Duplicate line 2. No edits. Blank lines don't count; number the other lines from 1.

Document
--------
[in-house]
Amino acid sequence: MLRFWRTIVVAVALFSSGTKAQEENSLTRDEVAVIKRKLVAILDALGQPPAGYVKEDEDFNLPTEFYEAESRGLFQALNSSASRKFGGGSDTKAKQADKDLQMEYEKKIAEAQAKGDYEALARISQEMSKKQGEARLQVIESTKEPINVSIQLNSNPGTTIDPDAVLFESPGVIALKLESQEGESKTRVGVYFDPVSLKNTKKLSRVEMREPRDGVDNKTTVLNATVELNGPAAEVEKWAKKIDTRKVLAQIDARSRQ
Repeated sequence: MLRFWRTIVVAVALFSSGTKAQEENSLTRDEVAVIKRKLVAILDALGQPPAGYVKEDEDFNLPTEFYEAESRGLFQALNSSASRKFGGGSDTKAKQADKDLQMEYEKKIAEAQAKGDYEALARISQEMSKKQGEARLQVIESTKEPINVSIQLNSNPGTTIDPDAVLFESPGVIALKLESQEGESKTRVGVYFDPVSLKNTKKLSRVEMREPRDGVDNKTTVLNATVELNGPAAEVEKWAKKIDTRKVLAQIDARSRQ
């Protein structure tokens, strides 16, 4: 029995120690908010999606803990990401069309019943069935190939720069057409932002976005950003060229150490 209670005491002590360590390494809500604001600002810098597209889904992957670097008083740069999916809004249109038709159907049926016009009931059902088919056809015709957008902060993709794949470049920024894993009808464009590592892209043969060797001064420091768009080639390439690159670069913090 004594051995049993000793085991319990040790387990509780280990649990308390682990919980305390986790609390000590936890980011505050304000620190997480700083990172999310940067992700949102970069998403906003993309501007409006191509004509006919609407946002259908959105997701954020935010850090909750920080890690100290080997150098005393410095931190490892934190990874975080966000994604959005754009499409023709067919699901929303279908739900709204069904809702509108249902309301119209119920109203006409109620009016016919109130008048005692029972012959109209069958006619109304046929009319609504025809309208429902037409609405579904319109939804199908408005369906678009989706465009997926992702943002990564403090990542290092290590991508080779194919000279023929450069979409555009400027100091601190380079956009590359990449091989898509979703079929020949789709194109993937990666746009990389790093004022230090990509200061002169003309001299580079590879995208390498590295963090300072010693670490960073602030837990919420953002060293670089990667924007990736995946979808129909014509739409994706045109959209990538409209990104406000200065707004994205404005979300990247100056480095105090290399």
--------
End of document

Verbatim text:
Amino acid sequence: MLRFWRTIVVAVALFSSGTKAQEENSLTRDEVAVIKRKLVAILDALGQPPAGYVKEDEDFNLPTEFYEAESRGLFQALNSSASRKFGGGSDTKAKQADKDLQMEYEKKIAEAQAKGDYEALARISQEMSKKQGEARLQVIESTKEPINVSIQLNSNPGTTIDPDAVLFESPGVIALKLESQEGESKTRVGVYFDPVSLKNTKKLSRVEMREPRDGVDNKTTVLNATVELNGPAAEVEKWAKKIDTRKVLAQIDARSRQ